Martin Silenus – Danny Devito
Father Hoyt – Edward Norton
Colonel Kassad – Oded Fehr
The Consul – John Cusack or Nathan Fillion (Fillion might be better as Endymion from the sequels)
Brawne Lamia – Rosario Dawson
Sol Weintraub – Gene Wilder (watch “Murder in a Small Town” if you don’t believe me)
Father Dure – Robert Duval or Sir Ian McKellen, maybe Al Pacino
Het Masteen – Chow Yun Fat
Rachel Weintraub – Jessica Brooks
John Keats – Jamie Bamber
Meina Gladstone – Lauren Becall
Sad King Billy – Terry Jones
Theo – David Tennant
Shrike Cult Bishop – Bill Duke

Who am I leaving out? More importantly, who would you cast, if you had the time and the resources to make “Hyperion” right?

Monday, April 07, 2008

Round 2 of the Aurora Voting

Now that the list of finalists is out for the Aurora Awards, it’s time to choose the winners. Aurora Awards Committee Chair Clint Budd reminds us there are a couple of different ways to cast your ballot:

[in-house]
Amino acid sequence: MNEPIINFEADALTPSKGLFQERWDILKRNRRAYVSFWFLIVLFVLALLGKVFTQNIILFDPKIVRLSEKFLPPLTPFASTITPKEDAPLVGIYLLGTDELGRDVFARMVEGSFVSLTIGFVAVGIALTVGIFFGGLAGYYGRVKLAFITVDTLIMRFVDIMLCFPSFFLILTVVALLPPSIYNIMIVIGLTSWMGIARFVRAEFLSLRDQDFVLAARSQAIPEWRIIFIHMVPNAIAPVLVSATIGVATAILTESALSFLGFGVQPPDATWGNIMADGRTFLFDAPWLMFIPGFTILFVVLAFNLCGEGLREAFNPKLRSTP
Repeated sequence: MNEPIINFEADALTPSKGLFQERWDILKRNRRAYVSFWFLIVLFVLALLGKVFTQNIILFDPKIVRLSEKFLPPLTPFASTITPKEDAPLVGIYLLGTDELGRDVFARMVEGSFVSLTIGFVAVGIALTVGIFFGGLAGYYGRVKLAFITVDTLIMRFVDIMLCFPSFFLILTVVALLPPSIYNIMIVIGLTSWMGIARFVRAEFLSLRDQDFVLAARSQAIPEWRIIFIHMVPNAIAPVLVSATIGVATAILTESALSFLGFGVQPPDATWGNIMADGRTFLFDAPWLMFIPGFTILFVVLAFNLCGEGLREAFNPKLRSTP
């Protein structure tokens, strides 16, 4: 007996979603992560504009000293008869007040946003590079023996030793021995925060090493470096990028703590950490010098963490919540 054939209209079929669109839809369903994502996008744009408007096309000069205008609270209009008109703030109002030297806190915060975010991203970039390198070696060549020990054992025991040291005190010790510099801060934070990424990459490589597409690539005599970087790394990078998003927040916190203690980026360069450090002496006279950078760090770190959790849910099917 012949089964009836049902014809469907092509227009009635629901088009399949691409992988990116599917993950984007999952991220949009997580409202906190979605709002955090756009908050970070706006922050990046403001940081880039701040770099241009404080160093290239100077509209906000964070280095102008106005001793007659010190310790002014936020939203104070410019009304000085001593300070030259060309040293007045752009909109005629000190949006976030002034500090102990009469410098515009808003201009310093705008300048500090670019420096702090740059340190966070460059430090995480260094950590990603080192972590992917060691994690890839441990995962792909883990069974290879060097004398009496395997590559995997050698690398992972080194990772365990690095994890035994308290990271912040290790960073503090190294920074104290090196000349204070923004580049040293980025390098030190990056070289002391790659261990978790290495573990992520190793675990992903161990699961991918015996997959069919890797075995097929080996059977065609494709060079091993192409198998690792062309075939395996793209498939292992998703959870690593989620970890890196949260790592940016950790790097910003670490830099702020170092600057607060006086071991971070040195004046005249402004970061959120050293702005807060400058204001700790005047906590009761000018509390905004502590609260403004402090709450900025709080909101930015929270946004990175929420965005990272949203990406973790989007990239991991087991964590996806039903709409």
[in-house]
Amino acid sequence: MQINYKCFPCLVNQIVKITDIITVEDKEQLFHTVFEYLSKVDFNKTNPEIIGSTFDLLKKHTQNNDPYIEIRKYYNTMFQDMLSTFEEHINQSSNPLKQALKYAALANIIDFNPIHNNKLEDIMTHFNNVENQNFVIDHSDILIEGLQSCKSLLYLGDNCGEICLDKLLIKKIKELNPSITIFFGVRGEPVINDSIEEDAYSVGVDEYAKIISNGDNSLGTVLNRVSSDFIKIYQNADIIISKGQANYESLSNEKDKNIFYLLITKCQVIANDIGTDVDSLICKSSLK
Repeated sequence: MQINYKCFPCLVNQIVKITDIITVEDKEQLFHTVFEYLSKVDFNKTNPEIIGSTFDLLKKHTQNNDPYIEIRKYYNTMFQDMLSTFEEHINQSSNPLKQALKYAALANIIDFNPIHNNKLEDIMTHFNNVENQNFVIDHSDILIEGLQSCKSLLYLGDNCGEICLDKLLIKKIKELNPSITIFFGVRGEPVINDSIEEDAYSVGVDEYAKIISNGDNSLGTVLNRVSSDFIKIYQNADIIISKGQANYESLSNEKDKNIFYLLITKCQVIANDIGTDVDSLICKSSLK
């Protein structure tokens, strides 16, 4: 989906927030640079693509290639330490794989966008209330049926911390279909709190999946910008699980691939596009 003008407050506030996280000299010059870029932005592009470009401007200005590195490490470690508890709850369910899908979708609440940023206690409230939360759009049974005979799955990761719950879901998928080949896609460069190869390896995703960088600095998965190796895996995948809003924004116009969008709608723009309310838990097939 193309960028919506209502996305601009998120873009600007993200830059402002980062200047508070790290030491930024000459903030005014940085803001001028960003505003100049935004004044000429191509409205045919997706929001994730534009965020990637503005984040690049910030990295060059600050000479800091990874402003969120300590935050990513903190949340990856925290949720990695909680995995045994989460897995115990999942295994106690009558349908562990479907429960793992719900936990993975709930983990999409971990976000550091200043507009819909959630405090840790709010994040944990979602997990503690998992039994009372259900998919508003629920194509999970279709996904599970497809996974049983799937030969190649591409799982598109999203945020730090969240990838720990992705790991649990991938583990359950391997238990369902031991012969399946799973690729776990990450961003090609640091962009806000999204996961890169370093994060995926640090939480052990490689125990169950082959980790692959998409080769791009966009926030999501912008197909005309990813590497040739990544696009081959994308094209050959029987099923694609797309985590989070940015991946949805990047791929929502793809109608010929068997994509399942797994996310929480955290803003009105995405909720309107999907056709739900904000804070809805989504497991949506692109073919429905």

You can vote online at:

Or you can download a form to send by snailmail:

Here’s the catch on these two options though… it’ll cost ya five bucks to vote.

Or you can vote if you’re attending Montreal’s Congres Boreal (May 9-11) or at Keycon 25 in Winnipeg (May 16-19). Keycon is the con that’s hosting the Auroras this year.

Good luck to the finalists!

Heston Dies

Actor Charlton Heston died on Saturday at the age of 84. Heston starred in a number of memorable SF movies, including “Planet of the Apes” (as well as a cameo as an ape in the Wahlberg remake), “Soylent Green” and “The Omega Man”.

Personally, I think his best performance was in (no, not “Ben-Hur”) a remake of "Treasure Island" where he starred as the crafty old pirate Long John Silver.

I can’t say I approved of his politics vis-à-vis firearms, but I will say he was a solid actor.

And Speaking of Battlestar (again)

Warning: Spoilers (spoilage factor: about the same as that cookie you’ve left in your office desk drawer, saving it for a snack later, just a couple of days too long)